Compared to their predecessors a year ago, fresh and inexperienced Santa Fe College Student Senate members had a smooth semester learning the basics of legislation.
In Fall 2014, Senate was divided during a failed attempt to impeach former Senate President Jeremy Pierce, who completed his one-year term at the end of Spring 2015. This Fall, Senate mostly approved new senators, leadership team members, directors and committee chair members while passing a handful of resolutions.
"I think it’s important to understand and compare us to last year," said Student Body President Conor Flynn.
Flynn said last Fall, Student Government members and senators were pushing their own agendas and not tackling issues of the general student population. He said this semester, Senate focused on addressing student needs.
"You’re seeing a Student Government that’s united and working together," Flynn said. "We’re pushing the issues of the students."
Senate Pro Tempore Matthew Pearson said the semester was a time for the chamber, and SG to rebuild and gain experience. Moving forward into the Spring, he said he hopes to see more resolutions written.
In his State of the Body address Wednesday, Flynn applauded the Senate for passing bills and resolutions related to e-cigarette regulations, judicial subpoena power and Senate attendance policy.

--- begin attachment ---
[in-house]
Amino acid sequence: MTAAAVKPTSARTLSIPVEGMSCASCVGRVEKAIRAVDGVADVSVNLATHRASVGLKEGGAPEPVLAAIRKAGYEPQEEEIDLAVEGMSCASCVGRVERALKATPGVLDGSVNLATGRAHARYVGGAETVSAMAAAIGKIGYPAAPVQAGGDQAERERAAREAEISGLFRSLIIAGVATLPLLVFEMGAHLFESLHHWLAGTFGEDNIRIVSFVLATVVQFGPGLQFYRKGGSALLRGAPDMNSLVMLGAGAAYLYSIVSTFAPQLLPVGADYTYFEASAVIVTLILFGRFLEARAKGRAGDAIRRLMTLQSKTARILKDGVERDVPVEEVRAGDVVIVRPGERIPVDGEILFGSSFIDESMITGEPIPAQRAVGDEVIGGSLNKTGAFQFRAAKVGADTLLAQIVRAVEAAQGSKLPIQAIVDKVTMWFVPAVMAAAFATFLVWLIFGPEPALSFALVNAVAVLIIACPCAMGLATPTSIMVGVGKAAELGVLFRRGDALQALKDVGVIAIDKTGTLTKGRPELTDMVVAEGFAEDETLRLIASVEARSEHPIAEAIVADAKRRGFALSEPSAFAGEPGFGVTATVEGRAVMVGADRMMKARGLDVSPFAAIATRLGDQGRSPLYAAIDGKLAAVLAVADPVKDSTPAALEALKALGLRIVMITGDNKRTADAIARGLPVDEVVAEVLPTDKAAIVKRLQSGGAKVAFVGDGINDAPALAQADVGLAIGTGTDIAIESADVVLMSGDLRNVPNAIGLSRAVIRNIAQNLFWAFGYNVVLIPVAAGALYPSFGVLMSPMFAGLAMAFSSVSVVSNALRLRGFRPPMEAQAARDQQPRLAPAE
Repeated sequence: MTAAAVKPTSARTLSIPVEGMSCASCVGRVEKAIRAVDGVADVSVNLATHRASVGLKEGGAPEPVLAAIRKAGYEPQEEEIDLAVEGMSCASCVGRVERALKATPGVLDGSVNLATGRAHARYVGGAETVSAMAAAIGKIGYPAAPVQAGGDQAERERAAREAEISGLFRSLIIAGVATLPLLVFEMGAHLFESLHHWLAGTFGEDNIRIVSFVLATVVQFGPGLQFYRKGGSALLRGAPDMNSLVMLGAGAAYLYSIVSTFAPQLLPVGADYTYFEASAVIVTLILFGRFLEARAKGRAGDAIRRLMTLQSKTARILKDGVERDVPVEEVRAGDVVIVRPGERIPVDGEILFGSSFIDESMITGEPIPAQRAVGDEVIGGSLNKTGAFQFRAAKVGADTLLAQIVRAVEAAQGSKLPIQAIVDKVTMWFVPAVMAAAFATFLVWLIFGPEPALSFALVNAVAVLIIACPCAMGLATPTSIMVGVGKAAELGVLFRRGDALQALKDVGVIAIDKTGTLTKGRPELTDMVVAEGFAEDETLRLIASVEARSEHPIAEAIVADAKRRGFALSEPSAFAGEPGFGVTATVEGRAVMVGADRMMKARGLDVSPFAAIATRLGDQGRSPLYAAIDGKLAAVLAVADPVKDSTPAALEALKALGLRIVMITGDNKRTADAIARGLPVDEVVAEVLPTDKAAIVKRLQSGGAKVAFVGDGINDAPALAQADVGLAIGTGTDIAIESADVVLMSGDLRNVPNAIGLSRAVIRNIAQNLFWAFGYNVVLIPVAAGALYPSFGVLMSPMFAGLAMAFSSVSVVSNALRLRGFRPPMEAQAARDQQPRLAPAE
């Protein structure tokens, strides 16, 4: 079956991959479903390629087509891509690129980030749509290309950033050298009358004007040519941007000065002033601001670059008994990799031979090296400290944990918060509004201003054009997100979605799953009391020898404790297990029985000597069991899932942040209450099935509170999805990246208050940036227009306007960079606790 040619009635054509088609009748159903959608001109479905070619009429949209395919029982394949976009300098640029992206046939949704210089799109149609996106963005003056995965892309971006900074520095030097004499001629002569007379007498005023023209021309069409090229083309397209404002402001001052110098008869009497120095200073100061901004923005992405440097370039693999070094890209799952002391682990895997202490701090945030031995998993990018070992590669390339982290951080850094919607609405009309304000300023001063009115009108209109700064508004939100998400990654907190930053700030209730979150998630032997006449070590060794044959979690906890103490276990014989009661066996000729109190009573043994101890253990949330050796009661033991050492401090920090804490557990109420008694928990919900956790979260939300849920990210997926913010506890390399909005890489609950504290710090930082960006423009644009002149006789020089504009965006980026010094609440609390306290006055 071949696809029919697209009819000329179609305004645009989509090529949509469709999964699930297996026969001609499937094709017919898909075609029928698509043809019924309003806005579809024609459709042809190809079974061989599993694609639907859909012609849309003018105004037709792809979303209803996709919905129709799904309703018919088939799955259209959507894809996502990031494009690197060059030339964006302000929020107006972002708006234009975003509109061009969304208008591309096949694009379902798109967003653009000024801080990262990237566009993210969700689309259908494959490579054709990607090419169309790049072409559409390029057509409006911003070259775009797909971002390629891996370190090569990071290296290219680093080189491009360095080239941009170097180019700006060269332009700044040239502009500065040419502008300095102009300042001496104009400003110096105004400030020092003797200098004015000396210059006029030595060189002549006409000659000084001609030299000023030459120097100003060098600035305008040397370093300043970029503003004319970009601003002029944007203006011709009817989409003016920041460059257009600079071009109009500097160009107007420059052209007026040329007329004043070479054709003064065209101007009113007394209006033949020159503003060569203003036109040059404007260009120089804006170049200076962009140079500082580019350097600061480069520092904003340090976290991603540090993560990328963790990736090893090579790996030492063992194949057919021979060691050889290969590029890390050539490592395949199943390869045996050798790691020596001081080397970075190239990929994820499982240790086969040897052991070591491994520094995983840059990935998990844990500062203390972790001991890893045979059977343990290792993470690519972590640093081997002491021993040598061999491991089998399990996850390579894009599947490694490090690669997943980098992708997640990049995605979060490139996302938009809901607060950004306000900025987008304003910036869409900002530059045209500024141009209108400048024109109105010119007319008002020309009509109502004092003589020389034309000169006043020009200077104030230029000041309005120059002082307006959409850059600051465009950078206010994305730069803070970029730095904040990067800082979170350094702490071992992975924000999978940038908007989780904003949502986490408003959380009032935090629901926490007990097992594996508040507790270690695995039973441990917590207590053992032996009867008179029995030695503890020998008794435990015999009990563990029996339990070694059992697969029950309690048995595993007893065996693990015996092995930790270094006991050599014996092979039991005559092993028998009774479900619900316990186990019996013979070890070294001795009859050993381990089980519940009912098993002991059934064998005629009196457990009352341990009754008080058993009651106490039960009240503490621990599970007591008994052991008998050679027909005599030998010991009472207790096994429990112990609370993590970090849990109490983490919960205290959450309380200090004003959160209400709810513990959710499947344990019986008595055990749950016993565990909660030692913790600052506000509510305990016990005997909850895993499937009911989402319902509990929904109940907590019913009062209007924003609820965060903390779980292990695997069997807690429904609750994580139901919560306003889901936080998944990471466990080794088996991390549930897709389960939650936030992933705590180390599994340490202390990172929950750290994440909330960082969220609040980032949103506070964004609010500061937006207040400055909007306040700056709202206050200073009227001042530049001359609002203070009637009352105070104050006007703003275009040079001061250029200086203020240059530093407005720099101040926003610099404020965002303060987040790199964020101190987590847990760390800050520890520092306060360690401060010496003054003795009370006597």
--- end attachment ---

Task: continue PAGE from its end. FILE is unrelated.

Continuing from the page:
Resolutions passed this semester included a November amendment changing college tobacco regulations to place e-cigarettes under the same rules as regular cigarettes.
The other two resolutions passed reinforced constitutional requirements and procedures for SG and Senate that Flynn said he hopes will allow for the chamber to function more efficiently.
Flynn also outlined three issues he wants to tackle moving forward: ending student homelessness, addressing tobacco use on campus and furthering sustainability.
Senate President Carol Van Houten-Daugherty said she wants to reach out to more students in the Spring.
"I hope we reach out to more students," Daugherty said. "That is the big thing on my agenda. I want to see more senators brought in and taught better."